CM50210/CM50284 Cryptography: Coursework
Semester 2, 2019/20
• Set: 17th March.
• Weighting: 25% of the total mark for the unit.
100 word abstract — due 12pm 31st March.
1200 – 1500 word essay — due 12pm 24th April.
• Setter: James Laird
Choose a topic in current cryptographic research, and write an essay describing
recent developments in the area.
The essay should be around 1200 – 1500 words in length. The topic should
be discussed in the context of the key data security concepts that are studied
in the course, but its scope should go beyond the syllabus for the lectures as set
out in the unit description, It should include:
• an overview of the topic (e.g. context, motivations, applications, analysis).
• some relevant technical detail.
• a bibliography.
Possible areas for selecting topics include: Development of particular encryption schemes and hash functions, and theoretical research into their computational security. Cryptographic aspects of distributed ledgers (e.g. blockchain).
Identity-based or attribute-based encryption. Commitment schemes. Authenticated encryption. Homomorphic encryption. Proof of knowledge. Quantum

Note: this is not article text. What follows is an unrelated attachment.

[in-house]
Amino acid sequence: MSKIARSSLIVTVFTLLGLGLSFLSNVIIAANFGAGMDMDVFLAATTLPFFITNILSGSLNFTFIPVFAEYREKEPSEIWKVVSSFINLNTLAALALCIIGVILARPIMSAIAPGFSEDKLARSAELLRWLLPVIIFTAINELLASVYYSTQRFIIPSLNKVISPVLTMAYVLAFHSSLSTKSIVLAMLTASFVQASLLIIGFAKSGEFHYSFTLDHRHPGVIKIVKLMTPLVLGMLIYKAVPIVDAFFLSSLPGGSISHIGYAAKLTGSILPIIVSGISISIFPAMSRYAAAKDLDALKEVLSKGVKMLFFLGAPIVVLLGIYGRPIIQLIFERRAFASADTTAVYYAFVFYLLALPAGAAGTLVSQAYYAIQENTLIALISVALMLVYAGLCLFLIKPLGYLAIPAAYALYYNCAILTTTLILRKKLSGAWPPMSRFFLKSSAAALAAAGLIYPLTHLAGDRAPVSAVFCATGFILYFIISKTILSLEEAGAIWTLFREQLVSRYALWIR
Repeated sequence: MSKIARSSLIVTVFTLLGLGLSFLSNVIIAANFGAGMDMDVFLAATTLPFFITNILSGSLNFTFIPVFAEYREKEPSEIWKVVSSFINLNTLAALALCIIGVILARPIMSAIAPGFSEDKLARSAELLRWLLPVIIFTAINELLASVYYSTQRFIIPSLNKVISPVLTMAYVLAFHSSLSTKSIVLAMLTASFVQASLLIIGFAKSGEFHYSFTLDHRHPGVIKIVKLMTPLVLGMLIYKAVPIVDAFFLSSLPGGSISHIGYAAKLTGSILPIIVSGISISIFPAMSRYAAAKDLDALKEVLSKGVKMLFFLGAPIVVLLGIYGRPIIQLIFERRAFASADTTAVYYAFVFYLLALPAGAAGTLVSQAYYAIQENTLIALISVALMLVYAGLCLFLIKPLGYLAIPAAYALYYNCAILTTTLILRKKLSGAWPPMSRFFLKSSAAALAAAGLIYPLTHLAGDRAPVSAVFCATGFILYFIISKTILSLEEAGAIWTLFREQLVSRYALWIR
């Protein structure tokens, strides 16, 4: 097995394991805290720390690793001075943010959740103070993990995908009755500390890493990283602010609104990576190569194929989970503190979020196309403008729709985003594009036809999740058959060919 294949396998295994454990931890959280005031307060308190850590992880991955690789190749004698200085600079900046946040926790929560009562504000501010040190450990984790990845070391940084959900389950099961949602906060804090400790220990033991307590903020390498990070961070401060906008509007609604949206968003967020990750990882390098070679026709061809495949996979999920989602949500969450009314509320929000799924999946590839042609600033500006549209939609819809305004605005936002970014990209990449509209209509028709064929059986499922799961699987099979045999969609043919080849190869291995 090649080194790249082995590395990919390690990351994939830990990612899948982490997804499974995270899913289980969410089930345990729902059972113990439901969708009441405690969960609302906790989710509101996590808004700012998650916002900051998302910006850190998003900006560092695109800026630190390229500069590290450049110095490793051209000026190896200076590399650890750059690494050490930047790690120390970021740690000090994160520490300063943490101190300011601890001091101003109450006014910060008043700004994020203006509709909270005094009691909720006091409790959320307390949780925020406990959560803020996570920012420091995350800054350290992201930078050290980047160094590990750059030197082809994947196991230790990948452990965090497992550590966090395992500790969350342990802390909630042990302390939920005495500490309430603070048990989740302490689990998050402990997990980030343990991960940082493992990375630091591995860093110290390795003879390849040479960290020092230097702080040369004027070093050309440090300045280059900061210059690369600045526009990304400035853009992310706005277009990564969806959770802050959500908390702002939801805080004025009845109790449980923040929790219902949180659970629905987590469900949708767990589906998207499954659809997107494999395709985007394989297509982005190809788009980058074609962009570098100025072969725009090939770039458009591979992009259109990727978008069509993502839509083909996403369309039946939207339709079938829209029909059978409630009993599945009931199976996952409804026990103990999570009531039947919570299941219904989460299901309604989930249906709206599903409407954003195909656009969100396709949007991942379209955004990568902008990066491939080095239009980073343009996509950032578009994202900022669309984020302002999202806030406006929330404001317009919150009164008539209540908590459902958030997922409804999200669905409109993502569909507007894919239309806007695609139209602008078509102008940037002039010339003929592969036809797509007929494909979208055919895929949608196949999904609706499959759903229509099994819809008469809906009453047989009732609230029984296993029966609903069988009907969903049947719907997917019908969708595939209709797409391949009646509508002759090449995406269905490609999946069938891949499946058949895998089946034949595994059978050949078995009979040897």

cryptography and cryptanalysis.
This is an individual coursework. Please take note of the university’s regulations regarding plagiarism (7.4).
The essay should demonstrate engagement with the research literature, and understanding of both practical and theoretical aspects of cryptography research,
its motivation and implementation.
Submit a short (one hundred word) description of your proposed essay via moodle by Tuesday 31st March. I will confirm its suitability, with any relevant
feedback, by 3rd April. The completed essay (in Word or pdf format) should
be submitted via moodle by 5pm Friday 24th April.
Marks for the essay will be assigned according to the following guidelines:
Third Essay has limited scope and depends mostly on secondary sources. Focusses either on practical or theoretical considerations. Shows some awareness and understanding of relevant issues, but may be unclear in some
Second (lower class) Essay summarises both theoretical and practical aspects of the topic in a clear and relevant way, showing engagement with
at least one primary source.
Second (upper class) Essay provides a comprehensive and accurate overview
of the chosen topic, successfully explaining theoretical and practical issues,
and their relationship to each other, and showing evidence of engagement
with more than one primary source.
First An in-depth examination of the selected subject, drawn from multiple
sources, which are discussed and evaluated. Clearly examines and relates
practical and theoretical considerations in detail, and shows awareness of
the broader context of the research.
Marks and feedback will be available within three weeks of the submission deadline.
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